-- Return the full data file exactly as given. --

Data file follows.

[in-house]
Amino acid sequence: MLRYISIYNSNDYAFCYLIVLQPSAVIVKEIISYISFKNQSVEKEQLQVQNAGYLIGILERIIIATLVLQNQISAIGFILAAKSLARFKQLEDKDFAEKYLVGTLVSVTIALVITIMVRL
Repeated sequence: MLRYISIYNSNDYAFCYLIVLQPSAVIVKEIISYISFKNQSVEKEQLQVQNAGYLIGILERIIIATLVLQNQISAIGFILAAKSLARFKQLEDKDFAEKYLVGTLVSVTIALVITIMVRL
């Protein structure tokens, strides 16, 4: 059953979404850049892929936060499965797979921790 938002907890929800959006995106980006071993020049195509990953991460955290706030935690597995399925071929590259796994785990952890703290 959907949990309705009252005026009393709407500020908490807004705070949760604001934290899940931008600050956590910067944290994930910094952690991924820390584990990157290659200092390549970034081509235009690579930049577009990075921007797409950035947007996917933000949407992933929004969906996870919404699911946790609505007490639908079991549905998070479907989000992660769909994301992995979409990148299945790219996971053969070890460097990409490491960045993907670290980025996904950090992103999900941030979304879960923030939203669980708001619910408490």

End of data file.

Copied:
[in-house]
Amino acid sequence: MLRYISIYNSNDYAFCYLIVLQPSAVIVKEIISYISFKNQSVEKEQLQVQNAGYLIGILERIIIATLVLQNQISAIGFILAAKSLARFKQLEDKDFAEKYLVGTLVSVTIALVITIMVRL
Repeated sequence: MLRYISIYNSNDYAFCYLIVLQPSAVIVKEIISYISFKNQSVEKEQLQVQNAGYLIGILERIIIATLVLQNQISAIGFILAAKSLARFKQLEDKDFAEKYLVGTLVSVTIALVITIMVRL
């Protein structure tokens, strides 16, 4: 059953979404850049892929936060499965797979921790 938002907890929800959006995106980006071993020049195509990953991460955290706030935690597995399925071929590259796994785990952890703290 959907949990309705009252005026009393709407500020908490807004705070949760604001934290899940931008600050956590910067944290994930910094952690991924820390584990990157290659200092390549970034081509235009690579930049577009990075921007797409950035947007996917933000949407992933929004969906996870919404699911946790609505007490639908079991549905998070479907989000992660769909994301992995979409990148299945790219996971053969070890460097990409490491960045993907670290980025996904950090992103999900941030979304879960923030939203669980708001619910408490």